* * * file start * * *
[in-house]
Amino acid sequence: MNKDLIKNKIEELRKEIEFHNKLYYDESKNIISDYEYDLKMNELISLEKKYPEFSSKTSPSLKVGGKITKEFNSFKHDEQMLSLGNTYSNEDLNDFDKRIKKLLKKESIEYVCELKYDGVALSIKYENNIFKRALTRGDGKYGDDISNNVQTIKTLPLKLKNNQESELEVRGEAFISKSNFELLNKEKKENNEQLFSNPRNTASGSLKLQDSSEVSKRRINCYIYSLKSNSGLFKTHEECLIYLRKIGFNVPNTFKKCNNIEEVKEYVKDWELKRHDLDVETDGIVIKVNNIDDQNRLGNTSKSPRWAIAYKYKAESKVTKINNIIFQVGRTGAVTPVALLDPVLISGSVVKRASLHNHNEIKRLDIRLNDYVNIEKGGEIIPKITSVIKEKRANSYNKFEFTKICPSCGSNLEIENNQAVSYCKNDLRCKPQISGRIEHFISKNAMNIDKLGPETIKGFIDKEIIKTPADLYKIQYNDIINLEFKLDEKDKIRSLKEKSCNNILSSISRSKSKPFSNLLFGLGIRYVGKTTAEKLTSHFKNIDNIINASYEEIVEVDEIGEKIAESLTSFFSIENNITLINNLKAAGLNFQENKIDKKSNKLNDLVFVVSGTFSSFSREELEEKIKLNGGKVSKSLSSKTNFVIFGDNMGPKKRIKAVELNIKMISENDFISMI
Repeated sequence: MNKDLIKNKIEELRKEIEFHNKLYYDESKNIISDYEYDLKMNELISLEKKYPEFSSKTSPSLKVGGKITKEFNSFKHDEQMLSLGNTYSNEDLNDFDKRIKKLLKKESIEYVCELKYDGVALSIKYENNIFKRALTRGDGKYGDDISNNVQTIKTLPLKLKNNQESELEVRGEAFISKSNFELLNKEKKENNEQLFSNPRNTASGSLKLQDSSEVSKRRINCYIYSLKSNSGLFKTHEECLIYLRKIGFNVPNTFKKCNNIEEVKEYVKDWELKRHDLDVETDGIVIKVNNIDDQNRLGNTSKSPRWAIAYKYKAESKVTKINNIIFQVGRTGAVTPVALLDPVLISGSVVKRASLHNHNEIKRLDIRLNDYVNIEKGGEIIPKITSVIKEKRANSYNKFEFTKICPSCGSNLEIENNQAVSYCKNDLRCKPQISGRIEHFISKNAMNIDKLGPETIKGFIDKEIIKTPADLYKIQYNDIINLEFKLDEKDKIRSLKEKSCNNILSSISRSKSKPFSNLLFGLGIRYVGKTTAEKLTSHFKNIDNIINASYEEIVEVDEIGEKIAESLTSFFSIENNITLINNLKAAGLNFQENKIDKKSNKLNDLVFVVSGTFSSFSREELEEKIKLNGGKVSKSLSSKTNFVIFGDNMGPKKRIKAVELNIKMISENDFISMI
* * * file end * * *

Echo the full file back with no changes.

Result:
[in-house]
Amino acid sequence: MNKDLIKNKIEELRKEIEFHNKLYYDESKNIISDYEYDLKMNELISLEKKYPEFSSKTSPSLKVGGKITKEFNSFKHDEQMLSLGNTYSNEDLNDFDKRIKKLLKKESIEYVCELKYDGVALSIKYENNIFKRALTRGDGKYGDDISNNVQTIKTLPLKLKNNQESELEVRGEAFISKSNFELLNKEKKENNEQLFSNPRNTASGSLKLQDSSEVSKRRINCYIYSLKSNSGLFKTHEECLIYLRKIGFNVPNTFKKCNNIEEVKEYVKDWELKRHDLDVETDGIVIKVNNIDDQNRLGNTSKSPRWAIAYKYKAESKVTKINNIIFQVGRTGAVTPVALLDPVLISGSVVKRASLHNHNEIKRLDIRLNDYVNIEKGGEIIPKITSVIKEKRANSYNKFEFTKICPSCGSNLEIENNQAVSYCKNDLRCKPQISGRIEHFISKNAMNIDKLGPETIKGFIDKEIIKTPADLYKIQYNDIINLEFKLDEKDKIRSLKEKSCNNILSSISRSKSKPFSNLLFGLGIRYVGKTTAEKLTSHFKNIDNIINASYEEIVEVDEIGEKIAESLTSFFSIENNITLINNLKAAGLNFQENKIDKKSNKLNDLVFVVSGTFSSFSREELEEKIKLNGGKVSKSLSSKTNFVIFGDNMGPKKRIKAVELNIKMISENDFISMI
Repeated sequence: MNKDLIKNKIEELRKEIEFHNKLYYDESKNIISDYEYDLKMNELISLEKKYPEFSSKTSPSLKVGGKITKEFNSFKHDEQMLSLGNTYSNEDLNDFDKRIKKLLKKESIEYVCELKYDGVALSIKYENNIFKRALTRGDGKYGDDISNNVQTIKTLPLKLKNNQESELEVRGEAFISKSNFELLNKEKKENNEQLFSNPRNTASGSLKLQDSSEVSKRRINCYIYSLKSNSGLFKTHEECLIYLRKIGFNVPNTFKKCNNIEEVKEYVKDWELKRHDLDVETDGIVIKVNNIDDQNRLGNTSKSPRWAIAYKYKAESKVTKINNIIFQVGRTGAVTPVALLDPVLISGSVVKRASLHNHNEIKRLDIRLNDYVNIEKGGEIIPKITSVIKEKRANSYNKFEFTKICPSCGSNLEIENNQAVSYCKNDLRCKPQISGRIEHFISKNAMNIDKLGPETIKGFIDKEIIKTPADLYKIQYNDIINLEFKLDEKDKIRSLKEKSCNNILSSISRSKSKPFSNLLFGLGIRYVGKTTAEKLTSHFKNIDNIINASYEEIVEVDEIGEKIAESLTSFFSIENNITLINNLKAAGLNFQENKIDKKSNKLNDLVFVVSGTFSSFSREELEEKIKLNGGKVSKSLSSKTNFVIFGDNMGPKKRIKAVELNIKMISENDFISMI